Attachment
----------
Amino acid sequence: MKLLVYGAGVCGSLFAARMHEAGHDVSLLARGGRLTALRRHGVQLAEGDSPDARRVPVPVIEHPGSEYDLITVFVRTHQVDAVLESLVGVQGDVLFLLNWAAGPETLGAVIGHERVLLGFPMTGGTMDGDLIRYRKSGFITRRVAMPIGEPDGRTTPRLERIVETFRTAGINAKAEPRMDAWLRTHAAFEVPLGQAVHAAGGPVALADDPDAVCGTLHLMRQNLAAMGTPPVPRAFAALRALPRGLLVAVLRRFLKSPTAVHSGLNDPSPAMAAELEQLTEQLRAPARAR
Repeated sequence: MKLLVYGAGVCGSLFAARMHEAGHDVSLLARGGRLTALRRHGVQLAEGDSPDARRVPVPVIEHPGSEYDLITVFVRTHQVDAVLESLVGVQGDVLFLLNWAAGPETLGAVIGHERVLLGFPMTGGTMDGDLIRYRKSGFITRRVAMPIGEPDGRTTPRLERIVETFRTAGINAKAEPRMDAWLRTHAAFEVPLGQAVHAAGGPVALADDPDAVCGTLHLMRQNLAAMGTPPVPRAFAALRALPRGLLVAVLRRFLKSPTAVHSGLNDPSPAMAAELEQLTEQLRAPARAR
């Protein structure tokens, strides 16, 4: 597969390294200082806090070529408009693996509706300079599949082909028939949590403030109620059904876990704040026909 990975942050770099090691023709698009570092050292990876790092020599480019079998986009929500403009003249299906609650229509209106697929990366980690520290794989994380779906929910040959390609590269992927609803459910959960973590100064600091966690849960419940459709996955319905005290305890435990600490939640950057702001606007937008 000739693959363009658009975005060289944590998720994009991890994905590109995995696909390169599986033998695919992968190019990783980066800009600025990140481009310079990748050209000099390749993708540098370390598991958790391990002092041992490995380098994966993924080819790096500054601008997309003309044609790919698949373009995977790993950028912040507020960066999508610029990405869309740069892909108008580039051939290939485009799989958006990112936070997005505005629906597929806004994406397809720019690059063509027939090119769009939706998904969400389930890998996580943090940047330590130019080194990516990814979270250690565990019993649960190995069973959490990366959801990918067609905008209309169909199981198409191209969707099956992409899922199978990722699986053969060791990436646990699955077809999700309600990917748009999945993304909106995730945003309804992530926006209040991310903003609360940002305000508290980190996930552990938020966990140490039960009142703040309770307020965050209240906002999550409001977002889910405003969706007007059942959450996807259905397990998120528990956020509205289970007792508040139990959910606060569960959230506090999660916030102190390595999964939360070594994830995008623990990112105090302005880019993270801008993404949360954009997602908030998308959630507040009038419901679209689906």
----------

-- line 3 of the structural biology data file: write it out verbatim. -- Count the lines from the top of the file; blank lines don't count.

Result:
């Protein structure tokens, strides 16, 4: 597969390294200082806090070529408009693996509706300079599949082909028939949590403030109620059904876990704040026909 990975942050770099090691023709698009570092050292990876790092020599480019079998986009929500403009003249299906609650229509209106697929990366980690520290794989994380779906929910040959390609590269992927609803459910959960973590100064600091966690849960419940459709996955319905005290305890435990600490939640950057702001606007937008 000739693959363009658009975005060289944590998720994009991890994905590109995995696909390169599986033998695919992968190019990783980066800009600025990140481009310079990748050209000099390749993708540098370390598991958790391990002092041992490995380098994966993924080819790096500054601008997309003309044609790919698949373009995977790993950028912040507020960066999508610029990405869309740069892909108008580039051939290939485009799989958006990112936070997005505005629906597929806004994406397809720019690059063509027939090119769009939706998904969400389930890998996580943090940047330590130019080194990516990814979270250690565990019993649960190995069973959490990366959801990918067609905008209309169909199981198409191209969707099956992409899922199978990722699986053969060791990436646990699955077809999700309600990917748009999945993304909106995730945003309804992530926006209040991310903003609360940002305000508290980190996930552990938020966990140490039960009142703040309770307020965050209240906002999550409001977002889910405003969706007007059942959450996807259905397990998120528990956020509205289970007792508040139990959910606060569960959230506090999660916030102190390595999964939360070594994830995008623990990112105090302005880019993270801008993404949360954009997602908030998308959630507040009038419901679209689906």